Now streaming two archived games from August 21 – Houston-San Diego and White Sox-Cubs – and waiting for my Advil/Tylenol cocktail to kick in. Gonna start assembling split pea soup and baking bread in an hour.

Not an exciting day. But a day of rest I kind of needed.

Just threw 25 bucks at MLB.TV for video archive access to the past season. Self-soothing on this mental health day off by bingeing Padres and White Sox broadcasts.

I am so glad I’m taking a long staycation break the week of November 2. I anticipate a lot of napping early in the week – and either celebrating or planning our move to New Zealand, depending on how the election turns out.

I watched maybe 5 minutes of this debate before I exceeded my daily usage of the term “f—–g moron” at the screen, and my husband shooed me out of the room before I had a stroke.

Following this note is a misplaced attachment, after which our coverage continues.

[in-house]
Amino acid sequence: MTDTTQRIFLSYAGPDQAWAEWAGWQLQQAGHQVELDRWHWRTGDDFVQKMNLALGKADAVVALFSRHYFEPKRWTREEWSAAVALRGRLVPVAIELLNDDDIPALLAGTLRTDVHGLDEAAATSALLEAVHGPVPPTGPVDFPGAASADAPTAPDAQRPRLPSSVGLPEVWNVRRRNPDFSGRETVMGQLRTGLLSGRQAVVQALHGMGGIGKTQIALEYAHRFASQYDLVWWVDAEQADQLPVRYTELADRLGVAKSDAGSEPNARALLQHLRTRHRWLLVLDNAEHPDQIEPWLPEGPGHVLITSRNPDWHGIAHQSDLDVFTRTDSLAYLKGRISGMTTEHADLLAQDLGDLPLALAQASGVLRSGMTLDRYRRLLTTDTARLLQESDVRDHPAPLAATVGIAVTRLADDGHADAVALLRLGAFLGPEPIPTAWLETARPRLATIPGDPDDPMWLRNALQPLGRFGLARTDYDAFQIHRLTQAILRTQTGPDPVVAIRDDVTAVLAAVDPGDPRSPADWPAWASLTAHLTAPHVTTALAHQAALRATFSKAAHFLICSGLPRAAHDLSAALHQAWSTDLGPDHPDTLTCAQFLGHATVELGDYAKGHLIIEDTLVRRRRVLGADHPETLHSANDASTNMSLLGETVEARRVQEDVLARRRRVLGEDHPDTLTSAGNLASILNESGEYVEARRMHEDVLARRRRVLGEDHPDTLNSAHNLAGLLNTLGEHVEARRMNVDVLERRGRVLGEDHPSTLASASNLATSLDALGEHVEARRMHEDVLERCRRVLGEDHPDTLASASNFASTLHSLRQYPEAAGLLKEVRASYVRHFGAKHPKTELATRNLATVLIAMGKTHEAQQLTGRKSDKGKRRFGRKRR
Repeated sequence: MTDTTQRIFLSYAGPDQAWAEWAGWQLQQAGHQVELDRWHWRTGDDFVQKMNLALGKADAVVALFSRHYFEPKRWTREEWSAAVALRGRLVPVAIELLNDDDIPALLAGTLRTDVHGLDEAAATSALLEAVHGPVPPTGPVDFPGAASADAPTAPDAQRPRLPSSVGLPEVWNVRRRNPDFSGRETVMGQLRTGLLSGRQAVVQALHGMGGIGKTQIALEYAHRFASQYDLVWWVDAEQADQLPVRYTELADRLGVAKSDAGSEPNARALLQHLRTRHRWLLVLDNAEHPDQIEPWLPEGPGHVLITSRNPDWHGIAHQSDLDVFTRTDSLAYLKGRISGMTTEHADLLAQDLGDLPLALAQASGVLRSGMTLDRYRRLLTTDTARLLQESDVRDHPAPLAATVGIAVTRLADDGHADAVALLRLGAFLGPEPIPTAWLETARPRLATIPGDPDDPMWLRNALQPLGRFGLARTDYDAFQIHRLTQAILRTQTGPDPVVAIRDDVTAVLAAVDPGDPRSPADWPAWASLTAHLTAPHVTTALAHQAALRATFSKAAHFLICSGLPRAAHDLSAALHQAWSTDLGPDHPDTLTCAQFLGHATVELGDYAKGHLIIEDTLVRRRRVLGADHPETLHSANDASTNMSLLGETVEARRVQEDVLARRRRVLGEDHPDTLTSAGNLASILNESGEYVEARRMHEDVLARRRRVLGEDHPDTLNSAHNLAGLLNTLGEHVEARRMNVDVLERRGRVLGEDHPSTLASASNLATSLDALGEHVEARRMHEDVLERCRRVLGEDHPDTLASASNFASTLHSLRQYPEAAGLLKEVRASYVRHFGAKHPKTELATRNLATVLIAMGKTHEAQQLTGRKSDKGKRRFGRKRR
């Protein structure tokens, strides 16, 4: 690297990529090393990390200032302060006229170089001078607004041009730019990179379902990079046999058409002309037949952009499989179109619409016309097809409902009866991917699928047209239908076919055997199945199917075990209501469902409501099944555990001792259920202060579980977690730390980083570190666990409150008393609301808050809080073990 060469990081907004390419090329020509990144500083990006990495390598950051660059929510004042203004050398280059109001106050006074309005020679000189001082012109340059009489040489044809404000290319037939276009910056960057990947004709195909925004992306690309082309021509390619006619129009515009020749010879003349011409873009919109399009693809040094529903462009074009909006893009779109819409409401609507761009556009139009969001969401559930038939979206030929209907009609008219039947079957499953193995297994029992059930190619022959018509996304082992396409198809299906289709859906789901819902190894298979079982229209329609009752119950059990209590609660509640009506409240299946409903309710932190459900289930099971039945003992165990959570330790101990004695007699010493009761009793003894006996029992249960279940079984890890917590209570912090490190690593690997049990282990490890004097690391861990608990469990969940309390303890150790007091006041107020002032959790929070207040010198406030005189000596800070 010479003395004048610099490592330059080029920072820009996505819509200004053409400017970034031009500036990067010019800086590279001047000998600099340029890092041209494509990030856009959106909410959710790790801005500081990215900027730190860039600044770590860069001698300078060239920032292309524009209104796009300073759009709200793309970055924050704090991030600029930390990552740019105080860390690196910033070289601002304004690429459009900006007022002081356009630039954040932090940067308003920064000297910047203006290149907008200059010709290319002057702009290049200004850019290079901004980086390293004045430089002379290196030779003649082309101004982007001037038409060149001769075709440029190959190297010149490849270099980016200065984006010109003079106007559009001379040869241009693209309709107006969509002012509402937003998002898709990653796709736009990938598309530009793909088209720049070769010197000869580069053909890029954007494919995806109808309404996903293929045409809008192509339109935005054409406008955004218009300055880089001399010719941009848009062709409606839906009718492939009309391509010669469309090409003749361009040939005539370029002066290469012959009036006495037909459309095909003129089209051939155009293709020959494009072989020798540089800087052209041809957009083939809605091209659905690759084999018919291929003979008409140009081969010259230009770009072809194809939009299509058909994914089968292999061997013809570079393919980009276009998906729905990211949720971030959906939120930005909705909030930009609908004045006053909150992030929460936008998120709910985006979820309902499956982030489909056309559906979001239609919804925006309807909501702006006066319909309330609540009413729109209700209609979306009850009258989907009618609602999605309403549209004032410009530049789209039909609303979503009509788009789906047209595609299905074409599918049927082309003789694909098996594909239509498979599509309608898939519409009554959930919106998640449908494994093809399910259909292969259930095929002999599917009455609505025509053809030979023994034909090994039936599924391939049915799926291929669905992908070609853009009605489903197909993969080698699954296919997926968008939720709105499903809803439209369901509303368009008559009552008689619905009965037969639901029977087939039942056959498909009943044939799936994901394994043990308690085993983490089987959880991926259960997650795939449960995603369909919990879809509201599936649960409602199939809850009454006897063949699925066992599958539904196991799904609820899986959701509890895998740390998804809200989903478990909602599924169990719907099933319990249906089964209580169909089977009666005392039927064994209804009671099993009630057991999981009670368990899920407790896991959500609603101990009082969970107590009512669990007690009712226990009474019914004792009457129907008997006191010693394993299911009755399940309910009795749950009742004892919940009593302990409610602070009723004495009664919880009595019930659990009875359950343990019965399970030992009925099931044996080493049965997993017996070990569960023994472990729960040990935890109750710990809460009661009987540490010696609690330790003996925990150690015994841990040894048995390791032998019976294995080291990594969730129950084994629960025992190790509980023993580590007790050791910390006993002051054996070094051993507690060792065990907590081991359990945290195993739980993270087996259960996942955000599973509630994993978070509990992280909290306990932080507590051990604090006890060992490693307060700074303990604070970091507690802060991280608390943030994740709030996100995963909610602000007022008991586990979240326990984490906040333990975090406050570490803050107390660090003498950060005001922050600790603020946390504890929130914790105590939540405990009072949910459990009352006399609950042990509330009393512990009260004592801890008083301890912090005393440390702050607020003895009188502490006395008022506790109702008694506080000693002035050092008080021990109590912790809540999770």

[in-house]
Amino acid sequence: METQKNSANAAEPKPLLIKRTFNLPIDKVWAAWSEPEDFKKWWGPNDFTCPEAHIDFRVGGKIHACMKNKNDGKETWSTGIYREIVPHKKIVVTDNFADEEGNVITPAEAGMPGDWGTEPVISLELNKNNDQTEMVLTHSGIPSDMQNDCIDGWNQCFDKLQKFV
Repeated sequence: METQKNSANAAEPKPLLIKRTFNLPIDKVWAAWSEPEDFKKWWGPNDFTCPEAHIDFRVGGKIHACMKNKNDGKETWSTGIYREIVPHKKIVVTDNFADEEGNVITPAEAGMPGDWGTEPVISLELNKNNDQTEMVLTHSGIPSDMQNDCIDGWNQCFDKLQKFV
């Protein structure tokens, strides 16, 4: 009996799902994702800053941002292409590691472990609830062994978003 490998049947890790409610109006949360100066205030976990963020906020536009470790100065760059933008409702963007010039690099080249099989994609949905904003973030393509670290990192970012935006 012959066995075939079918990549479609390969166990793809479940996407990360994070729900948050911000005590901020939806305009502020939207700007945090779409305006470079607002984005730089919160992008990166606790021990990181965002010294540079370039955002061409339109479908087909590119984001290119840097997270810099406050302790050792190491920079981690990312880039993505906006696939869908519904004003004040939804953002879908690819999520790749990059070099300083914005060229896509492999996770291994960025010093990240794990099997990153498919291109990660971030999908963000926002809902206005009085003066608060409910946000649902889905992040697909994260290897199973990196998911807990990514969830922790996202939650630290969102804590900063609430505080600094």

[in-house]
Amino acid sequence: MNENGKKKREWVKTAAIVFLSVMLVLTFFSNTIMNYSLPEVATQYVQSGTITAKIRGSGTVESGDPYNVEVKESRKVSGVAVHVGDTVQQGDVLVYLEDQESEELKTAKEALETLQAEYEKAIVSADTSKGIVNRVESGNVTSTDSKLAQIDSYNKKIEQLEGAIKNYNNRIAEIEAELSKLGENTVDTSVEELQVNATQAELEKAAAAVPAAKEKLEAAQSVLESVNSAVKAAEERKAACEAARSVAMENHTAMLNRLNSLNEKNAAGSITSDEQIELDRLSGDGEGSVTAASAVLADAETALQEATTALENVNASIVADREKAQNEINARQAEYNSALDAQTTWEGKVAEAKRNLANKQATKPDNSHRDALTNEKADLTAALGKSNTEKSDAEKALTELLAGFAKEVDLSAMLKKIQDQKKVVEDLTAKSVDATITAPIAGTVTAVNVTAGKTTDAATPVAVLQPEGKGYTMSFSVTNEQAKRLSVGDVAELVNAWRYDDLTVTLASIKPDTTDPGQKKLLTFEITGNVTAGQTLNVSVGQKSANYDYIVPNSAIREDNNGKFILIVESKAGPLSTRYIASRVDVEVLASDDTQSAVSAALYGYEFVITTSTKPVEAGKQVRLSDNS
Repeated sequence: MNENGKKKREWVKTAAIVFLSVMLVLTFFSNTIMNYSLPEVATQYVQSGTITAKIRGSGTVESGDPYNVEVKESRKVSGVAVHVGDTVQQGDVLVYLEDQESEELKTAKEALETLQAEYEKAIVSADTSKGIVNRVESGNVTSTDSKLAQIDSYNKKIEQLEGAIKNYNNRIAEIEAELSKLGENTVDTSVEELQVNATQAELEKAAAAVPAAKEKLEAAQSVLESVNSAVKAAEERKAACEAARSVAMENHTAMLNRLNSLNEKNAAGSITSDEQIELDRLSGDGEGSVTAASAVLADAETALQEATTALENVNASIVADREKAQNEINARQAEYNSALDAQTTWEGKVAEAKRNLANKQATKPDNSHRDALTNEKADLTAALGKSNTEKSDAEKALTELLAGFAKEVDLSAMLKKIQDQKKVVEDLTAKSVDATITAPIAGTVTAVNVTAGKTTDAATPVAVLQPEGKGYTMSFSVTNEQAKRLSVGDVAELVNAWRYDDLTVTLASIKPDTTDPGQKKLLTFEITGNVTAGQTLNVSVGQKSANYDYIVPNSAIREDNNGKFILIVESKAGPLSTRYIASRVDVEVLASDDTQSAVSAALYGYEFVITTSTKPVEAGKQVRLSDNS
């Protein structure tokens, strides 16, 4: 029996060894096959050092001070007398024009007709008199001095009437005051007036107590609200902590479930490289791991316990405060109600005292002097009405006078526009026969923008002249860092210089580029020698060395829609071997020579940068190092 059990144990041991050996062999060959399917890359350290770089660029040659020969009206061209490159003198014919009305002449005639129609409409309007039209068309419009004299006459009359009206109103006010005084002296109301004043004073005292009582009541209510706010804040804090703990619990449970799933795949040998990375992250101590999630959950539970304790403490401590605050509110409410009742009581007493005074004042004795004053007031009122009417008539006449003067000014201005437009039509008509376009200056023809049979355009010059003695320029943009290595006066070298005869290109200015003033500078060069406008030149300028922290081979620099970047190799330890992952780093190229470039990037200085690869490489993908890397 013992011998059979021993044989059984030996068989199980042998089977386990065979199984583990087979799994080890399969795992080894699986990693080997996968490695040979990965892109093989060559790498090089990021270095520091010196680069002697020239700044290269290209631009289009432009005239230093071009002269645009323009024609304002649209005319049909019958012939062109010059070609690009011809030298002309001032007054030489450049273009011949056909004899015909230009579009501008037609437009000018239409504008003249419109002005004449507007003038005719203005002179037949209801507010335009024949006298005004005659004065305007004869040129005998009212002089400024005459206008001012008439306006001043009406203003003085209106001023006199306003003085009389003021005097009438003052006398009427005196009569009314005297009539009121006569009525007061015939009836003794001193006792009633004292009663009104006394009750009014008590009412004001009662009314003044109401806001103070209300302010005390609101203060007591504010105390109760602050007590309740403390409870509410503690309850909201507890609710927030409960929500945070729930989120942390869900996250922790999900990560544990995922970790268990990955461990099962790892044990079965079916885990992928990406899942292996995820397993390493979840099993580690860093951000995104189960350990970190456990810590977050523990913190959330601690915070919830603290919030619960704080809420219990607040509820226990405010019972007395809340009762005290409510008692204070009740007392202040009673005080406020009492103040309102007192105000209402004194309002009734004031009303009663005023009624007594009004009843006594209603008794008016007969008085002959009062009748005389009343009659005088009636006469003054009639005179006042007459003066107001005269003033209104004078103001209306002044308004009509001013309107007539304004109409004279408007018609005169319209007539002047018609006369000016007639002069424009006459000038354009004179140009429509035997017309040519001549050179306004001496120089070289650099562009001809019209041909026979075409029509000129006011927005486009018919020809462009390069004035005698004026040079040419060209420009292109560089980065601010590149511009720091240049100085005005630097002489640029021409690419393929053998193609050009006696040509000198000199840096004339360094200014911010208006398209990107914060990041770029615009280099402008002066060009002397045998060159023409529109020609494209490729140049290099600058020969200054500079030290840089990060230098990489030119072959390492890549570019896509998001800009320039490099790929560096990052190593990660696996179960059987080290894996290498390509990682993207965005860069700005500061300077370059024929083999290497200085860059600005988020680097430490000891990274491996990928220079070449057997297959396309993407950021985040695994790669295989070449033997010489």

So I stuck around long enough to hear Biden make my point that the Dems couldn’t get anything done during the “do-nothing” Obama administration because of a Republican Congress. Then I screamed “f—–g moron” at President Crazypants one more time at the screen, and went on my way.

I’ve done my part for democracy for today.

I’m a sucker for a close Senate campaign race. I’ve contributed to Gideon, Harrison, McGrath, Greenfield, and now Hegar. All small-potatoes donations, but I have never been so desperate to get one guy (supported by these candidates’ incumbent foes) out of office.

Got this yesterday. Hoping this exempts me from exposure to campaign ads for the rest of the season. (And thank you to my poll-working spouse for hand-delivering my ballot to the county election commission the other day.)

The mail came today.

Chris came home today after finally wrapping up his Census gig in Des Moines. He arrived with gifts.